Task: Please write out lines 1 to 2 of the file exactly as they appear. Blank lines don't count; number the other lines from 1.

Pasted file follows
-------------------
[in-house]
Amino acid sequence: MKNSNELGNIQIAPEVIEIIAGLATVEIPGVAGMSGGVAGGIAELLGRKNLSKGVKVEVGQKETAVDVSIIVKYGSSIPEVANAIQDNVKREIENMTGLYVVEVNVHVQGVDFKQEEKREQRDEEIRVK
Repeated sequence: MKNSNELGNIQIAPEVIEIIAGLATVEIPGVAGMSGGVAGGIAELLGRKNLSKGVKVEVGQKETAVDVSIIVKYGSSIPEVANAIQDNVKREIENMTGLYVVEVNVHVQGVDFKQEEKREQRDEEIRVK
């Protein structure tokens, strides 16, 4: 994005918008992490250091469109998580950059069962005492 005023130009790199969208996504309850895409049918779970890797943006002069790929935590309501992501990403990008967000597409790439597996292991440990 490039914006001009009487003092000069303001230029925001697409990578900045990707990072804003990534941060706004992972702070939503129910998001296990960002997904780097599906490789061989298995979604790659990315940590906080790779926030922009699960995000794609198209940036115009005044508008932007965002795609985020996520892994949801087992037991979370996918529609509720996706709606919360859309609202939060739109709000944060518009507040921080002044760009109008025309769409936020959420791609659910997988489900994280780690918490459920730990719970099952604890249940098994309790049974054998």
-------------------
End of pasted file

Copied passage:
[in-house]
Amino acid sequence: MKNSNELGNIQIAPEVIEIIAGLATVEIPGVAGMSGGVAGGIAELLGRKNLSKGVKVEVGQKETAVDVSIIVKYGSSIPEVANAIQDNVKREIENMTGLYVVEVNVHVQGVDFKQEEKREQRDEEIRVK